Space Weather John Kennewell

Phil Wilkinson

An early version of these notes was presented
at the 2011 IUGG conference in Melbourne


The prologue to the Space Weather Forecasting History session of the 2011 IUGG conference in Melbourne Australia stated:

Long before the term "space weather" was invented, the need to forecast the effect of extra-terrestrial agents on terrestrial systems was recognized. The first attempts at forecasting were probably testing scientific hypotheses. When the global nature of the processes was recognized, exchanges were arranged to distribute data needed to make forecasts as well as the forecasts themselves. The International URSIGRAM and World Day Service (IUWDS) carried out that function for many years and had a change of name to the International Space Environment Services (ISES) to better reflect this role. For many, the functional history of forecasting starts in 1956-57 - the International Geophysical year, when global forecasting agencies around the world coordinated their forecasts in an effort to help researchers make additional observations during and before disturbances of the Earth's environment. Some agencies came into being at this time; others started to recognize their role. The success of this era was built on earlier efforts to forecast the effects of the ionosphere on HF radio and changes in the Earth's magnetic field. The 1979 Boulder Solar-Prediction Workshop was a watershed and the follow-on workshops brought many in the field together to exchange ideas. This session will explore the development of space weather forecasting from its inception, when it was little more than a scientific curiosity, to the present day, when it is a recognized service.

The term "space weather" used to describe the state and dynamics of the solar-terrestrial environment is of very recent origin. We believe it was first used in a research paper in 1988 by Tsugunobi Nagai of the Japanese Meteorological Research Institute. The paper was published by the American Geophysical Union (AGU) in their journal Geophysical Research Letters (GRL) and was titled ' "Space Weather Forecast": Prediction of Relativistic Electron Intensity at Synchronous Orbit '. The term was later adopted in the USA to replace the phrase 'solar-terrestrial physics', in order to make the subject more appealing to the public and politicians in the hope of raising awareness and attracting more funding for the discipline. The term quickly spread into widespread use around the globe by the mid-1990's.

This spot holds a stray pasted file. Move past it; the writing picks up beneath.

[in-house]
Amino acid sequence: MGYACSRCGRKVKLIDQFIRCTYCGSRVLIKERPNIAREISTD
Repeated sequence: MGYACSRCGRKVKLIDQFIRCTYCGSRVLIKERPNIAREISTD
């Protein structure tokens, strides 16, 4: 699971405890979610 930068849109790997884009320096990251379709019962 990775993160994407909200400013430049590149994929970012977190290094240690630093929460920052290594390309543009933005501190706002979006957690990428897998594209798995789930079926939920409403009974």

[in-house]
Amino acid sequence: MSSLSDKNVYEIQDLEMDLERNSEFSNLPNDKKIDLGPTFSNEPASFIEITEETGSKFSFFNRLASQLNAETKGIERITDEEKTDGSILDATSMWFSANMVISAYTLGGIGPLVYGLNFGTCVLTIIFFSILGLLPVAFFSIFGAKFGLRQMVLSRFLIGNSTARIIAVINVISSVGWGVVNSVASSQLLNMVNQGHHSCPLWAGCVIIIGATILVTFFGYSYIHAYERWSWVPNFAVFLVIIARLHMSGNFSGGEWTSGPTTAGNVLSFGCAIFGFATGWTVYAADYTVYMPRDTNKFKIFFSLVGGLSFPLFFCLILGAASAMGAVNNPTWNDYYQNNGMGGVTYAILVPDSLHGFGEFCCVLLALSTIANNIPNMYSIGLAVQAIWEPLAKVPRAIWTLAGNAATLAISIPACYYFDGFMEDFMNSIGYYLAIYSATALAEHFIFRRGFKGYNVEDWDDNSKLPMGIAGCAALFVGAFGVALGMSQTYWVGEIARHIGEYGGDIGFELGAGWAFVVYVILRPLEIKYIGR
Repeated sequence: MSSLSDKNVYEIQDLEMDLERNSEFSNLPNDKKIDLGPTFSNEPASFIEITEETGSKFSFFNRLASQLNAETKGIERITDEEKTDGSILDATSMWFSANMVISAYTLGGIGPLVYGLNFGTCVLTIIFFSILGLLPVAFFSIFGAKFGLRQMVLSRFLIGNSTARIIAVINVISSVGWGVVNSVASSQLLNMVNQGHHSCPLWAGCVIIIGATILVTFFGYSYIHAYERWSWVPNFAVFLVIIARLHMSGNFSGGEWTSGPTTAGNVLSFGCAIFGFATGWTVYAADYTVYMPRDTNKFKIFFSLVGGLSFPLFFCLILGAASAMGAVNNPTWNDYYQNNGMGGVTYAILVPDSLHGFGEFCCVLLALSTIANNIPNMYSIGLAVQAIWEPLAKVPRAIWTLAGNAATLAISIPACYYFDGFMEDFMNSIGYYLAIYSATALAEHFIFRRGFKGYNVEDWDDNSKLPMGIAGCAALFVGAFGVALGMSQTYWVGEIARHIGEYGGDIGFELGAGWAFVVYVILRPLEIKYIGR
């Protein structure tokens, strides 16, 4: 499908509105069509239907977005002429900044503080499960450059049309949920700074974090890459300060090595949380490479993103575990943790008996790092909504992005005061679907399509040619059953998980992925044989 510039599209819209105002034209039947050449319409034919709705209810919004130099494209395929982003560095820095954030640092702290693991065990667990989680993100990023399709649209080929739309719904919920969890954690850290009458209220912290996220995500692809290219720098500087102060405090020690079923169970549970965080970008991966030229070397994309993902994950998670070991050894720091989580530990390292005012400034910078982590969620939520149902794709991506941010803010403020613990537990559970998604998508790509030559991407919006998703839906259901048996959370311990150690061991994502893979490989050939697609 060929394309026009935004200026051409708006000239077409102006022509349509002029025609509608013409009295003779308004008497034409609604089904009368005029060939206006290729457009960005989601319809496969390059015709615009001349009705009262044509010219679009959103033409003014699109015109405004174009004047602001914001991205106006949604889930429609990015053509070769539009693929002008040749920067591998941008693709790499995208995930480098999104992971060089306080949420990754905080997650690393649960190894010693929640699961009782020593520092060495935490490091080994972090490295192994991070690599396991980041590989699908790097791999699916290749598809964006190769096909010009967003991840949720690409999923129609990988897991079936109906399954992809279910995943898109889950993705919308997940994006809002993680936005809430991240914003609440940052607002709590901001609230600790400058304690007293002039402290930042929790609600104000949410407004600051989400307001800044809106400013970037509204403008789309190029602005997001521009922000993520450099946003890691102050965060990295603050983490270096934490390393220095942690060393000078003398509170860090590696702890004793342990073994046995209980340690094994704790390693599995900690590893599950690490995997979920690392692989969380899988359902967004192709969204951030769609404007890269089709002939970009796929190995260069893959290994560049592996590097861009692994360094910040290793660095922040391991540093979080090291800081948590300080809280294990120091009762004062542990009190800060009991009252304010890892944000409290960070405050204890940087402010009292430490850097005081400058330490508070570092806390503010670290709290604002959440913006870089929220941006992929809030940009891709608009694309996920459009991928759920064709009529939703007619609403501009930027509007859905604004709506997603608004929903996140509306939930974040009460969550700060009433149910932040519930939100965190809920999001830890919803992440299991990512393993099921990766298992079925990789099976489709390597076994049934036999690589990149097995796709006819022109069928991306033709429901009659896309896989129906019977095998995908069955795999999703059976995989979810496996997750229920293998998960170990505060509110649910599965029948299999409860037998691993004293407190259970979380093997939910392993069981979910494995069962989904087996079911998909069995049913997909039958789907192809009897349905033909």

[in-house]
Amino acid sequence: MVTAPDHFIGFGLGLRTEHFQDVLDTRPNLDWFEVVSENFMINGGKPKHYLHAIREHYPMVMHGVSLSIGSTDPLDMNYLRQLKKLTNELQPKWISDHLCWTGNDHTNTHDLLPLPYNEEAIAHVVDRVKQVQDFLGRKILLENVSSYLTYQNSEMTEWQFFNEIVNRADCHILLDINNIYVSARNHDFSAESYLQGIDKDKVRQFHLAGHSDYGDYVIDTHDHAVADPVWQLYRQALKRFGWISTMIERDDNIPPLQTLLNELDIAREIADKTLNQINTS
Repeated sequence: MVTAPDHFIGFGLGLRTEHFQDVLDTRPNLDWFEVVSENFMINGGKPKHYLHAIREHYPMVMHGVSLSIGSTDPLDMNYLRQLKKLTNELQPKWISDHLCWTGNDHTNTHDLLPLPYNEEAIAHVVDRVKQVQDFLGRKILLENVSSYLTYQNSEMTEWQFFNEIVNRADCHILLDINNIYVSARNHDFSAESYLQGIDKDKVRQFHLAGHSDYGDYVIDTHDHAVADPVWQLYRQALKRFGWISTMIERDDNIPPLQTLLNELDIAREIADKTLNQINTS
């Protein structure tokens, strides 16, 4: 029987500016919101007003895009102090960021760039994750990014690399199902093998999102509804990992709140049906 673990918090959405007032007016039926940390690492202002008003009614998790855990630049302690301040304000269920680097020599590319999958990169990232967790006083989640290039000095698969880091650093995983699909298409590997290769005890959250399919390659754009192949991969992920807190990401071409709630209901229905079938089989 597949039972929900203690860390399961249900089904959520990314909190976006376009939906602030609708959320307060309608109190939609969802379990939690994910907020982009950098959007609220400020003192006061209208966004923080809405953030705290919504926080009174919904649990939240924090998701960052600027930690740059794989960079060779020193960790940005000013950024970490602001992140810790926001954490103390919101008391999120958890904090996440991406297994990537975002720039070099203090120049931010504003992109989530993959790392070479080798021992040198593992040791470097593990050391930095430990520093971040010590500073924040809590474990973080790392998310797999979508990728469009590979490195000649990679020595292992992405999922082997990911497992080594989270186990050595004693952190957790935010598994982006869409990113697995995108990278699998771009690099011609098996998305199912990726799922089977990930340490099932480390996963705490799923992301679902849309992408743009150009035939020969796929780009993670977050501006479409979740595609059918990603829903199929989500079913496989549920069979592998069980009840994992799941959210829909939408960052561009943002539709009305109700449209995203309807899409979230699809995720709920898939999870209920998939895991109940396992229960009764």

However, as mentioned in the quote above, forecasts of 'space weather' phenomena were being made up to a couple of centuries before this time. We discuss the early history of this field in the sections that follow.


Discovery of the sunspot cycle, with a period of around 11 years, is usually attributed to the German astronomer Heinrich Schwabe. Observing the Sun regularly from 1825, he came to the conclusion that sunspots showed a periodic increase and decrease after about 17 years of observations. He announced his findings in 1843. However, this study was not generally known, particularly in the English speaking world, until the publication in 1851 of a massive work called 'Kosmos' by Baron Alexander von Humboldt. Humbolt drew the world's attention to Schwabe's results. These were later confirmed in an extended study of sunpsots by Rudolf Wolf (which is why the sunspot number is sometimes referred to as the Wolf number).

Edward Sabine Edward Sabine (1788 - 1883) was a military officer and scientist who spent much time analysing geomagnetic data from observatories established in Toronto (Canada) and Hobart (Tasmania).

Upon the publication of Schwabes's results in Kosmos, Sabine realised that there was a strong correlation between his magnetic declination disturbance studies and this newly discovered sunspot cycle. In April 1852 he published his deductions in volume 142 of the journal Philosophical Transactions. He noted that: